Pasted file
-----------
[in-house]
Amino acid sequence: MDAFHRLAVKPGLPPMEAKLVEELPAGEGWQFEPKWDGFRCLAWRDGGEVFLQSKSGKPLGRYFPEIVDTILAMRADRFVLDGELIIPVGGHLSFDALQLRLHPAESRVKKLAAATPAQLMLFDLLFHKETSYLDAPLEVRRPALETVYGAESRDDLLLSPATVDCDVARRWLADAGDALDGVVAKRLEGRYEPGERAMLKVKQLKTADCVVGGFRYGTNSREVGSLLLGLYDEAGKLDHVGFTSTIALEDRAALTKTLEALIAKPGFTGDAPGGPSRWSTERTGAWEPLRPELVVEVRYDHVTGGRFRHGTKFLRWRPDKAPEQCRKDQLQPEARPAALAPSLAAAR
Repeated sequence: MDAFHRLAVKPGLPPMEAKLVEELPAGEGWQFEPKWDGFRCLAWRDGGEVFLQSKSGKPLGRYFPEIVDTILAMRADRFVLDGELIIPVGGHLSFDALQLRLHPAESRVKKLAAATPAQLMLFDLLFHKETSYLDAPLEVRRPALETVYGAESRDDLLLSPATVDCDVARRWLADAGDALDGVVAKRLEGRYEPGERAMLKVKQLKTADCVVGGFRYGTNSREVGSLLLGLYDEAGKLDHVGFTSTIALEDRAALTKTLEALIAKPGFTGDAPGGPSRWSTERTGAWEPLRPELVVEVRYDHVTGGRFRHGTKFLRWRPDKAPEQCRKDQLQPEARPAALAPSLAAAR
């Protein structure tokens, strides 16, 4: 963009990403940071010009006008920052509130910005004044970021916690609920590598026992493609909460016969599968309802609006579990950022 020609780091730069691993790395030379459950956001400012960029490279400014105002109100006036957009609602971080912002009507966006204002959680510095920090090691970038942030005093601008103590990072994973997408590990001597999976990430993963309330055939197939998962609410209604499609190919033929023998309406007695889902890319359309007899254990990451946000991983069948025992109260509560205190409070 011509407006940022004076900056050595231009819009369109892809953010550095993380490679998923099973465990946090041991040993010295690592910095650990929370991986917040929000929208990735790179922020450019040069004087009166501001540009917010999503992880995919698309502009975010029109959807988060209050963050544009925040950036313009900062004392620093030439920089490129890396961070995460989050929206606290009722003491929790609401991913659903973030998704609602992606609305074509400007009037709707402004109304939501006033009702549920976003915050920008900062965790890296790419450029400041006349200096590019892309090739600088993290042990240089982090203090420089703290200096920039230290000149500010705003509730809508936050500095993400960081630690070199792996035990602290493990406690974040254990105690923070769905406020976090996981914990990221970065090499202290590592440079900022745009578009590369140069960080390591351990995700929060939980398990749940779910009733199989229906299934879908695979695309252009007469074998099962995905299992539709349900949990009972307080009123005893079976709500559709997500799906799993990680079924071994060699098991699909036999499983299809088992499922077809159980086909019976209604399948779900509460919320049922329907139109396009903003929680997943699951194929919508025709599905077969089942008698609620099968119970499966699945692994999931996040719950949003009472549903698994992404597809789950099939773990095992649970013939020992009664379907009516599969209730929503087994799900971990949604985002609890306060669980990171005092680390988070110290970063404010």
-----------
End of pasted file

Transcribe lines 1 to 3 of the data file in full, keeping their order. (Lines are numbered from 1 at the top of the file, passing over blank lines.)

[in-house]
Amino acid sequence: MDAFHRLAVKPGLPPMEAKLVEELPAGEGWQFEPKWDGFRCLAWRDGGEVFLQSKSGKPLGRYFPEIVDTILAMRADRFVLDGELIIPVGGHLSFDALQLRLHPAESRVKKLAAATPAQLMLFDLLFHKETSYLDAPLEVRRPALETVYGAESRDDLLLSPATVDCDVARRWLADAGDALDGVVAKRLEGRYEPGERAMLKVKQLKTADCVVGGFRYGTNSREVGSLLLGLYDEAGKLDHVGFTSTIALEDRAALTKTLEALIAKPGFTGDAPGGPSRWSTERTGAWEPLRPELVVEVRYDHVTGGRFRHGTKFLRWRPDKAPEQCRKDQLQPEARPAALAPSLAAAR
Repeated sequence: MDAFHRLAVKPGLPPMEAKLVEELPAGEGWQFEPKWDGFRCLAWRDGGEVFLQSKSGKPLGRYFPEIVDTILAMRADRFVLDGELIIPVGGHLSFDALQLRLHPAESRVKKLAAATPAQLMLFDLLFHKETSYLDAPLEVRRPALETVYGAESRDDLLLSPATVDCDVARRWLADAGDALDGVVAKRLEGRYEPGERAMLKVKQLKTADCVVGGFRYGTNSREVGSLLLGLYDEAGKLDHVGFTSTIALEDRAALTKTLEALIAKPGFTGDAPGGPSRWSTERTGAWEPLRPELVVEVRYDHVTGGRFRHGTKFLRWRPDKAPEQCRKDQLQPEARPAALAPSLAAAR